Pneumatic tools are often used in dirty places. Whether you're in a mechanic shop with an outdoor garage area, on a construction site, or part of a tech rescue crew, there are times where these air-powered systems are simply the best option. Unfortunately, a lot can go wrong if there's a lack of proper protection, maintenance, and training for users. Here are a few protective and preventative maintenance concepts that need to be understood by anyone who wants to bring air tools to a job site with dirt, sand, and other debris risks:

Air Compressor Clogging And Destruction Risks

The air compressor is the key to all pneumatic systems, and while there are quite a few air compressor systems designed for rugged jobs, that doesn't mean you can just throw them anywhere. Service warranties are available, but that's time and money lost while you wait.

The best place to station your air compressor is a platform with some protection from the ground or the elements. In fair weather with a lot of dirt, sand, or other debris that could be kicked around by workers, this can be as simple as putting the air compressor up on a pallet or a milk crate.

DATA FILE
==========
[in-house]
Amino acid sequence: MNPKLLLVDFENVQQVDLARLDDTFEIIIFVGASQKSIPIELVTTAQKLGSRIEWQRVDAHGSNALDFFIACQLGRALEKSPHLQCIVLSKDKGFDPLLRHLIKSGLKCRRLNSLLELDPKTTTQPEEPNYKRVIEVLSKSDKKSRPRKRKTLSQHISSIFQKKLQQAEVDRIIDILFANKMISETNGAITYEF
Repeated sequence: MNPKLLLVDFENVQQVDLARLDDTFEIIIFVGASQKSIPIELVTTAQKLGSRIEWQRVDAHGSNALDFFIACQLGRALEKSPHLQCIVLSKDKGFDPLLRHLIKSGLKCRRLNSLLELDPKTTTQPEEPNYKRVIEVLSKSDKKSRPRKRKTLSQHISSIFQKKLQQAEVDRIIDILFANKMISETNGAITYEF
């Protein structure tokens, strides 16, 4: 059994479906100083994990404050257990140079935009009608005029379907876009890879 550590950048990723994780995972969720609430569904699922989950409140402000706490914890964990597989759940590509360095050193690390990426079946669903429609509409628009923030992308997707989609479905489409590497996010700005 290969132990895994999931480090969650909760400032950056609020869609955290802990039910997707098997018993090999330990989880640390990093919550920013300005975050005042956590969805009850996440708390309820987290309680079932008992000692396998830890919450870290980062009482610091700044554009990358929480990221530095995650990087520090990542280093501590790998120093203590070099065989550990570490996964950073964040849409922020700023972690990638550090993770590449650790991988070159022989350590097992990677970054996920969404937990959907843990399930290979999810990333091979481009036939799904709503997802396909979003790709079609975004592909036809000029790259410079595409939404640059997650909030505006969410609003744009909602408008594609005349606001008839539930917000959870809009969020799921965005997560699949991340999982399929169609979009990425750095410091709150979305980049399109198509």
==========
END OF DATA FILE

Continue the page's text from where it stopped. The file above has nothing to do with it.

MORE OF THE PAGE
Even better, put a few boards around the compressor to stop kicked-up dust from getting into the filter. Give about a foot of clearance to make sure that the system is still able to bring in air.

In rainy conditions, make sure to keep the compressor under a shelter. This means leaving it in a truck or putting a canopy on the bed of a truck. If you need to take the air compressor to areas where vehicles can't reach, bring enough equipment to put together a tent and be sure to have some boards to keep the compressor away from possible flooding.

Protecting Hardware From Pneumatic Locks And Leaks

"Never drop the gear."

This phrase has been instilled in many companies, military groups, and international aid projects. Many companies, military groups, and international aid projects still have issues with workers dropping their hardware. Sometimes it's an issue of fatigue, but other times it's just about not caring.

While it's not a good idea to encourage people who simply don't care, you still need to protect your investment. To avoid damaged hoses, broken release valves, and cracked end pieces, you may want to place padded work mats. Such mats are usually made out of rubber and have rugged treading to reduce slippage on smooth, factory-quality cement floors.

Heavy duty air tool hose material can take a beating, but long-term storage and poor handling can ruin anything. Along with new, durable hoses, be sure to place mounting hooks or wrapping spools for your equipment to give workers a proper storage area.

Contact an air compressor tools and accessories professional to discuss other ways to implement quality and safety at a basic, passive level.